So now it’s back to square one…teaching a new style of yoga.  And while I’m intimidated all over again…this is something that must  to be shared.  Won’t you please join me as we learn more together  over  our  weekend with Francisco Kaiut…January 18- 21st at Leap Yoga. Post script:   While in Toronto we stayed in a VRBO rental that had the hardest beds and pillows I have ever slept on…and guess what….NO back issues.




Butch…aka Papa Yogi

For more information about Papa Yogi, Leap Yoga and Kaiut, please visit

by Molly Oser, Yoga teacher at Leap yoga – Folsom Ca.

I have been teaching yin yoga for almost six years now; a brief pause in the big world but a defining time in my little world. How did it happen? After a long, pretty steady fifteen years of practice, I was faced with life changes, an end to a long, passionate career. I wasn’t sure what to do or where to head except that I was sure I wanted another field that I could be passionate about. My son was studying in Sweden so I was going to visit him. Stacy Whittingham, my teacher (pre Leap), told me to bring something back with me. I knew she wasn’t talking about a souvenir. At the time, the yin practice had become part of my life, part of my heart. So I looked on line, and it so happened that one of the few yin teachers around was leading a teacher training at an ashram in Sweden. There it was. So off I went… on faith. And it was beyond amazing. I began coming out of my mourning of losing my career (part of my identity) and opened up to a new journey of helping others. I knew that was the only reason I would ever consider teaching. That was my purpose in my first line of work and I knew that if I worked again, it would only be through those eyes.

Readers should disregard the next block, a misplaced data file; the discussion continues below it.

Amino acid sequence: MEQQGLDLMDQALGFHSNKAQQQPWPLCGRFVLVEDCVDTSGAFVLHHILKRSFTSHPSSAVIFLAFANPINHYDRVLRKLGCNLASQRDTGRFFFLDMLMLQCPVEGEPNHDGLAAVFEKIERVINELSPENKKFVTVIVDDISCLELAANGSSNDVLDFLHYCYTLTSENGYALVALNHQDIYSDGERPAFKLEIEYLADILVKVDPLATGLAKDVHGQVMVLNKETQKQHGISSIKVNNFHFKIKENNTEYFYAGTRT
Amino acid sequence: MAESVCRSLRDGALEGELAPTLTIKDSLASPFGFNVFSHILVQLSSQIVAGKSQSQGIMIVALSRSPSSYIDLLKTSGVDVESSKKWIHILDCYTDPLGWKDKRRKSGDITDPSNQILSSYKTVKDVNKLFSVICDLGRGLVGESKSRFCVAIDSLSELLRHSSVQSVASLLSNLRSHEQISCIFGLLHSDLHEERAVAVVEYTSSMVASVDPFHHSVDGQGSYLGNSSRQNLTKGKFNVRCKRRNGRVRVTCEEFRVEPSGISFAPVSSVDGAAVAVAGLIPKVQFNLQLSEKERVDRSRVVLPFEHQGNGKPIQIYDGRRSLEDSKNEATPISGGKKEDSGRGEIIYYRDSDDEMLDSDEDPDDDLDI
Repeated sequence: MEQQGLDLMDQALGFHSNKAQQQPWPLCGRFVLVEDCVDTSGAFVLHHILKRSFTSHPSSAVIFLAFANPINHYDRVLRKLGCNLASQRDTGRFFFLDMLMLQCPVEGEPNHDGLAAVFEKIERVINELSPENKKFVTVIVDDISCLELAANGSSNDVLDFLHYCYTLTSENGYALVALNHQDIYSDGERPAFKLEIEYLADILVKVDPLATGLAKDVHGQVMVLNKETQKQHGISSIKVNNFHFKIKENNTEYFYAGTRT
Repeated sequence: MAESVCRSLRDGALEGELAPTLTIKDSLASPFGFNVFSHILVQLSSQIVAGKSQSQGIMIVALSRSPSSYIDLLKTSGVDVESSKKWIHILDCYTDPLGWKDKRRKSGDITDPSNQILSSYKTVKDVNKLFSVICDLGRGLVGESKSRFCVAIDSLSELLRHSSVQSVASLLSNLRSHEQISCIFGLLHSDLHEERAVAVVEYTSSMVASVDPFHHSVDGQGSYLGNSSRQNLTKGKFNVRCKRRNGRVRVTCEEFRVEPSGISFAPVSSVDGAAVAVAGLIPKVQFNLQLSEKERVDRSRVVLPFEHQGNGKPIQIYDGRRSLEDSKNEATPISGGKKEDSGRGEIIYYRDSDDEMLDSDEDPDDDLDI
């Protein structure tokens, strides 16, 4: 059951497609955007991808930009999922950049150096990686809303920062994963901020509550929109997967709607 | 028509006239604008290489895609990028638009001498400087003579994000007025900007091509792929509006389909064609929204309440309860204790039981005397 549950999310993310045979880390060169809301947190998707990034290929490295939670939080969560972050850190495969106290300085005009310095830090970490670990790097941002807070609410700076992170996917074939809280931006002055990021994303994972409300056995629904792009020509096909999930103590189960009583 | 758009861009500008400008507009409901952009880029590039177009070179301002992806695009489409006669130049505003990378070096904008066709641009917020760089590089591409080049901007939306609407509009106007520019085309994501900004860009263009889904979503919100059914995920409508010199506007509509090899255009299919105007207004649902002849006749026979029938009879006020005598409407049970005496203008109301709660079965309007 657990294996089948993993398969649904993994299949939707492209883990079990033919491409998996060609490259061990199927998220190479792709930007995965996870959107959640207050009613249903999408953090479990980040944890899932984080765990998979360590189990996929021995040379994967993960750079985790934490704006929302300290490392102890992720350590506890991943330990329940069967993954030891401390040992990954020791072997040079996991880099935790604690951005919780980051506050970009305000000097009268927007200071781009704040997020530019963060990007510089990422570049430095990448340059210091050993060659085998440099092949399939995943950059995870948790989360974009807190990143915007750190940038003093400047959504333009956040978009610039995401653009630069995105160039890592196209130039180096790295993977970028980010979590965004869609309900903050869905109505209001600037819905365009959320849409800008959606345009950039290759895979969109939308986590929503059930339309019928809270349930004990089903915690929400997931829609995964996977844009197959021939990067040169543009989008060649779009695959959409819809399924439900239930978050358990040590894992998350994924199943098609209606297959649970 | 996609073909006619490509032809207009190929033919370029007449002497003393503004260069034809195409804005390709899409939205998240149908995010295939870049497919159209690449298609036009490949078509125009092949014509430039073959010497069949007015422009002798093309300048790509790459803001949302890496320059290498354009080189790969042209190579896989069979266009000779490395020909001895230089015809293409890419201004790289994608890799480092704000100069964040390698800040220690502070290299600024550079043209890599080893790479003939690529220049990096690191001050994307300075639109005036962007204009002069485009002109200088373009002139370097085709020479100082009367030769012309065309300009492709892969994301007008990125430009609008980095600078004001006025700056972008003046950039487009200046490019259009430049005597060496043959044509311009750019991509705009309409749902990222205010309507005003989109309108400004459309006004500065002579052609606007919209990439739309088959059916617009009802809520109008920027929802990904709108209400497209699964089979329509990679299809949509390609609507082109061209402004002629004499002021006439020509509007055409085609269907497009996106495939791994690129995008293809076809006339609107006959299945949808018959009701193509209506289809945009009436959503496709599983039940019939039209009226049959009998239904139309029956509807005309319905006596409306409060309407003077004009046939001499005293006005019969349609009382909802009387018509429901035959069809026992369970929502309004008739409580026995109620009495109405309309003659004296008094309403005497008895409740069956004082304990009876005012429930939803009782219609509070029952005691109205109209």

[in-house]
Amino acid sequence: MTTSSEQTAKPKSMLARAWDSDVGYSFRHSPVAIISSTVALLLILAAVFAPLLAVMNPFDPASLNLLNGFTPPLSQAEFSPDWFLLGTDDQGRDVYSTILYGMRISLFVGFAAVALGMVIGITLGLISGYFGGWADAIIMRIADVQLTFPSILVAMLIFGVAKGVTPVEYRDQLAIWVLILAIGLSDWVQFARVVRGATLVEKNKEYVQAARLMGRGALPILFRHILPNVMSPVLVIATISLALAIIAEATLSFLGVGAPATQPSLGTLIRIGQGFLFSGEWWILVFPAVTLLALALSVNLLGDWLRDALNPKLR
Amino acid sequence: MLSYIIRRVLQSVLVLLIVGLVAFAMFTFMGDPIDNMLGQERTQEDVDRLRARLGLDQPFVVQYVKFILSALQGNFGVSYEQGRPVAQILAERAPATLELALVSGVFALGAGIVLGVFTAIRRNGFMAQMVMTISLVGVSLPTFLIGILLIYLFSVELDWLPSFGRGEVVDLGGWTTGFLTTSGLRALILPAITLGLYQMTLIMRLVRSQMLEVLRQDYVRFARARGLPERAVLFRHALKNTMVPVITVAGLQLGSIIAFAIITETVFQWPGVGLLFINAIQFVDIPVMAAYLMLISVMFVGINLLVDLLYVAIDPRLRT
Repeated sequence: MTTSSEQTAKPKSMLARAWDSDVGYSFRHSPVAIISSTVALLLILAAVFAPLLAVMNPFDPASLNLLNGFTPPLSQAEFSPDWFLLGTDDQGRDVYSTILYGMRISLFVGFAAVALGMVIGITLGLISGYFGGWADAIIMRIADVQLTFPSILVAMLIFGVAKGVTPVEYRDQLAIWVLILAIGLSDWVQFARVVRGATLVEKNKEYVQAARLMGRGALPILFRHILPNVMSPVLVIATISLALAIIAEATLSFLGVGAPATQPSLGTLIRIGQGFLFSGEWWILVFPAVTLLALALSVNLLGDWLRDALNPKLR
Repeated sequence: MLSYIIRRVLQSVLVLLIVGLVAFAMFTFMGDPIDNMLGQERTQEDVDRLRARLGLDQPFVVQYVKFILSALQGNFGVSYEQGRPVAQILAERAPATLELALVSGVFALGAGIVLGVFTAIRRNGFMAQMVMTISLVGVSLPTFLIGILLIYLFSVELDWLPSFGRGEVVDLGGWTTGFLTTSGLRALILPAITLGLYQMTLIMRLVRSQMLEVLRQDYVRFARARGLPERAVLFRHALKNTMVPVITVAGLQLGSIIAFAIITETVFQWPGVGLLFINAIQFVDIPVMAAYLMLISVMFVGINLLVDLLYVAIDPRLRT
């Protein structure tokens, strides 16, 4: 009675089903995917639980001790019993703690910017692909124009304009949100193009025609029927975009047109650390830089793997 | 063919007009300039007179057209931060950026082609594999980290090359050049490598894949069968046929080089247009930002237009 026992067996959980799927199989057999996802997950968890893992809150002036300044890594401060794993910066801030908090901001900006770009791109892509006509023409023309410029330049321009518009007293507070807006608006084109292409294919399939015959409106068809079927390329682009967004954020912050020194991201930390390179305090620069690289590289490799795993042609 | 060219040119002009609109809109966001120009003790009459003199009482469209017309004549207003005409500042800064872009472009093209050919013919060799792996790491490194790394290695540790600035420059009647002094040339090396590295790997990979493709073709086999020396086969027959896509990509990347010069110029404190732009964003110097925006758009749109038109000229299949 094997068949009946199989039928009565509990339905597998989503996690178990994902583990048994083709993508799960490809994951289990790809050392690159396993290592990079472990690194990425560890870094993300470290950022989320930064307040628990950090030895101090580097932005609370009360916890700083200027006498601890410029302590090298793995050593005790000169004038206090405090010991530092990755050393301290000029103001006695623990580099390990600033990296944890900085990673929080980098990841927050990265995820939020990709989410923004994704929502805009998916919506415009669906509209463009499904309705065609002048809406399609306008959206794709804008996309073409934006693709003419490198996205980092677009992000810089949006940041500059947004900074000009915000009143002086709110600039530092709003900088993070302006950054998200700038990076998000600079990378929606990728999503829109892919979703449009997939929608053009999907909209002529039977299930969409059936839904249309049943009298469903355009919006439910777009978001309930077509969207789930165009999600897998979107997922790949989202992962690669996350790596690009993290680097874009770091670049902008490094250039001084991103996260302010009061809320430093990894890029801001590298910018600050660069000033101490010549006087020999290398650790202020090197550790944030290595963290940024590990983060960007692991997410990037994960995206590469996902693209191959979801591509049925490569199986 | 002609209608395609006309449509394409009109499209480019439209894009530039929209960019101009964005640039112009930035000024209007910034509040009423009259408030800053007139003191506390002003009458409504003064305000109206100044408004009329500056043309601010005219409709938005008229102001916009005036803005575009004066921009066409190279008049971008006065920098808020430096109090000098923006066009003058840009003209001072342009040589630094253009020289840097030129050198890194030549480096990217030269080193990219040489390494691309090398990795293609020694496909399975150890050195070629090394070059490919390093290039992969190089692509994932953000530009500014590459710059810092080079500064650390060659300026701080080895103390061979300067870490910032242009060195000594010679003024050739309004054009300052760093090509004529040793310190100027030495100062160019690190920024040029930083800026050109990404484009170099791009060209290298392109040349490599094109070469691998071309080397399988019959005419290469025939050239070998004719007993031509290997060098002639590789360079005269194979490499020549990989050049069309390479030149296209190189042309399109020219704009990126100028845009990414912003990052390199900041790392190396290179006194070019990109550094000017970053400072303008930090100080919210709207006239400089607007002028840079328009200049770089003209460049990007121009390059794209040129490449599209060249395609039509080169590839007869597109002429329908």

I began teaching upon the encouragement of a studio owner and since then have completed another 50 hours of yin training (total 125 hours) and 300 hours of Embodyoga teacher training. But as time went on, I began to feel that something was missing. The embodyoga principle is to move from the inside out and to find the work and the ease in every pose, in every thing. To move from integration and wholeness. To find contentment from the inside out. Yin yoga also works from the inside out along lines of energy and through the organs and tissues using long passive holds to lengthen fascia. I was looking to bring it all together. Again, Stacy came into the picture. She had returned from a trip to Boulder where she went to a studio and took this odd sounding yoga, Kaiut. She told me to check it out, it brought it all together. So I looked at the little bit of information on line, and bought my tickets to Toronto. All on faith. I had never taken a Kaiut class and you know, Toronto is the place to be in early February!